Sanskrit: Janu Shirasasana
Do you have tight hamstrings (or as we like to call them, "hammies")? People who run a lot and sit a lot may have tight hamstrings in common. A lot of people have tight hammies, so if you do too, you are not alone! By practicing a one-legged forward fold, you can take the time and give the appropriate attention to each hamstring. This pose is also known as Head-to-Knees Pose and is a one-legged variation of the Seated Forward Fold.
Benefits of One-Legged Forward Fold:
Let's practice this pose:
Yoga model: Raquel is an Army retired veteran & enjoys summering in Wisconsin & long visits with friends & family.
As we grow into adulthood, most adults stop playing. Play is replaced by appointments, schedules, and to-do lists. Sure we may be good at hitting the gym and keeping date night, but when was the last time you played? We are encouraging you to play, or go freestyle, on your mat! There is a yogi saying, "it's yoga practice, not yoga perfect," so let's embrace pure play. You're invited to roll out your mat and explore moving your body in an unchoreographed manner to cultivate a long lost child-like joy. Like your favorite yoga class or personal practice, play can be both rejuvenating and relaxing. So carve out some time this year for some unstructured play on your mat, maybe even with a pet!
1. Roll out your mat
2. Mindfully breathe in and out of your nose
3. Explore moving your body in a gentle to vigorous manner, setting on whatever feels good to you in the moment
4. Optional: invite your pet into the room and see what they do with you
5. Take a few moments at the end for a systemic relaxation to lock in your playful yoga session
6. Repeat as desired throughout the year
Play is beneficial for people of all ages. Here are some of the benefits, according to Helpguide.org:
~ Relieves stress
~ Improves brain function
~ Stimulates the mind and boosts creativity
~ Improves relationships and your connections to others
~ Keeps you feeling young and energetic
Yoga model: Puppy yoga model is Ms. Lilly. Lilly gets excited when her human Suzy, a US Air Force veteran, rolls out her yoga mat. Lilly has an amazing Downward Facing Dog pose!
(Sanskrit: Uttana Shishosana, meaning extended or stretched out puppy pose)
The word puppy is synonymous with playfulness, cheerfulness, and happiness. While this pose may not fill you with tail-wagging fun, we hope it cultivates a fresh and playful start of 2021 for you!
Puppy Pose, also referred to as Melting Heart Pose, is a mild inversion and has several modifications and options. It’s the midpoint pose between Table (hands and knees pose) and Child (inversion and resting pose). Puppy serves to expand the chest, reduce or relieve tension in your neck and shoulders, and lengthen your spine.
Use caution or avoid this pose if you have neck or back injuries
Yoga Model: US Navy Veteran Rachel B. Her puppy co-model is named Shadow. Rachel is a twinless twin who knew part of herself was missing. As a child she would pretend she had a twin and imagined her reflection was her twin. She operates Bella Vita Mushrooms and for the past three years has been growing gourmet mushrooms for the public and restaurants. She also makes mushroom tinctures that help support many health ailments. Find out more, visit www.bellavitamushrooms.com.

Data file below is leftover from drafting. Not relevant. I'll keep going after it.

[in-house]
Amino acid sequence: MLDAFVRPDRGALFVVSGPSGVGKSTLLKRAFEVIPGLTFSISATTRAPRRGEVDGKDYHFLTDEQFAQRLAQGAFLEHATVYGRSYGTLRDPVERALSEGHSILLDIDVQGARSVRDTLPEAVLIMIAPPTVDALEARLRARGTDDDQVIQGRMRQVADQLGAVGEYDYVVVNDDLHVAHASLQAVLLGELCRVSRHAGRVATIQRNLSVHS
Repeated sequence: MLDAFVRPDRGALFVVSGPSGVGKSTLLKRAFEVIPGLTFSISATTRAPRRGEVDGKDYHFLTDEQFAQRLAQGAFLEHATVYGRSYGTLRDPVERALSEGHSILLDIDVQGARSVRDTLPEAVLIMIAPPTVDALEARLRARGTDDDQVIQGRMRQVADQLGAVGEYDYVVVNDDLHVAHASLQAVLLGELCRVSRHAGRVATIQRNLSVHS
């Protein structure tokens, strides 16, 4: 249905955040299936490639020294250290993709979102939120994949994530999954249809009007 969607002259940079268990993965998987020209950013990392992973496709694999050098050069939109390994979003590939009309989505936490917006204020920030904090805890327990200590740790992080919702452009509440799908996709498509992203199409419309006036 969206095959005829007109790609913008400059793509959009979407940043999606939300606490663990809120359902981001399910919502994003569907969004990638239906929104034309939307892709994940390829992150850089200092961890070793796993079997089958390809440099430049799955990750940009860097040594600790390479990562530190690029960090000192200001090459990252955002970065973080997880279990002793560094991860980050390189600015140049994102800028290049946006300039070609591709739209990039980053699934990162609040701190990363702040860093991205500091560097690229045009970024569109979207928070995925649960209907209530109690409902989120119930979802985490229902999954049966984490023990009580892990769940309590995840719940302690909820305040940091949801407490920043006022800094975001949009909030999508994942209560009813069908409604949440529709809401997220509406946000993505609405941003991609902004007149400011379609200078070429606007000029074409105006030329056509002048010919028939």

Pyramid Pose allows us to cultivate stability, strength, and a solid earthly balance. Maybe not as great as the Great Pyramids of ancient Egypt, but let's explore. This standing forward bending pose helps stretch both the hip muscles and hamstrings, as it lengthens the spine. Some practitioners refer to Pyramid Pose as Intense Side Stretch because it is a deep forward fold.
Elongates the hamstrings
Stretches the spine and hips
Activates the lymphatic system and blood flow to the brain as a mild inversion
May experience an energetic alignment having so many body parts active
Modifications & Safety Tips:
If your hands do not reach the floor, use blocks. Note: avoid resting hands on your shins. Press into your feet, especially your big toe mound and inner heel of the rear foot to assist with balance.
Use a micro bend in your forward knee to prevent knee stress and/or locking. Avoid this deep bending pose if you have hamstring, hip, or back issues. Also, avoid if you have high blood pressure, heart disease, or pregnancy.
Yoga Model: Jessica J. Retired Air Force and current law enforcement. Jessica likes beach vacations (like the one she's pictured here), SCUBA diving, and chickpeas.
Do we always need to look ahead? We think not. Reverse Looking Warrior II is a reflective modification of Warrior II pose. The reflective reverse gaze is a welcomed perspective change. While actively grounding and strengthening the lower body, this powerful standing pose utilizes the major leg and glue muscles.
Feel free to explore practicing from the support and stability of a chair. You could also use a chair in front of you while standing for added stability. As a friendly reminder, notice the strength in your stance, and the strength in you!
Casey is an Army combat veteran with service in Iraq (3 tours), South Korea, and Afghanistan. Medically retired after her truck was hit with an IED, she joined a Veteran Service Organization to continue to serve and support veterans. She went on to earn her bachelor degree. Her husband is a currently serving service member, and together, they have two kids in college and two dogs named Zoey and Zeus. Casey dreams of traveling to each beach in the world to dip her toes in the water!